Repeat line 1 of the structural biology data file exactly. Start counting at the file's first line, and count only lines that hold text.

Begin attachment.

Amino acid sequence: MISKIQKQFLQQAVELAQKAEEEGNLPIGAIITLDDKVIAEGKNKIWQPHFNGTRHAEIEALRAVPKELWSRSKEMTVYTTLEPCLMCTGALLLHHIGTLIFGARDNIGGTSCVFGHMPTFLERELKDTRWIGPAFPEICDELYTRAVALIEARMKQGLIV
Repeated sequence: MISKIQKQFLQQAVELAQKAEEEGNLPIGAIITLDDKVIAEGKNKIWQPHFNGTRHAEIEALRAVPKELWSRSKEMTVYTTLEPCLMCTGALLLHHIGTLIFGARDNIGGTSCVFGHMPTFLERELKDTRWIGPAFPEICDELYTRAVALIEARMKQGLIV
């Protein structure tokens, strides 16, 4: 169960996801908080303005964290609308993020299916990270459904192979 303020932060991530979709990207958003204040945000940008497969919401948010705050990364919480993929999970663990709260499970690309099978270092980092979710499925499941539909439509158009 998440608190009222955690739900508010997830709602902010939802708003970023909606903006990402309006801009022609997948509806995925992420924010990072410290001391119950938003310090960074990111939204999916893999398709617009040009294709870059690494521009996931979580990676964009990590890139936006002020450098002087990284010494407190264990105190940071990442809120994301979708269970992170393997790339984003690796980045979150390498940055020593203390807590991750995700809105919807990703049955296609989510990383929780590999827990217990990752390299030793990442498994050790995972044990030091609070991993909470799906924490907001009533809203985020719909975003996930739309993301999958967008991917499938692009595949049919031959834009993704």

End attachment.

Amino acid sequence: MISKIQKQFLQQAVELAQKAEEEGNLPIGAIITLDDKVIAEGKNKIWQPHFNGTRHAEIEALRAVPKELWSRSKEMTVYTTLEPCLMCTGALLLHHIGTLIFGARDNIGGTSCVFGHMPTFLERELKDTRWIGPAFPEICDELYTRAVALIEARMKQGLIV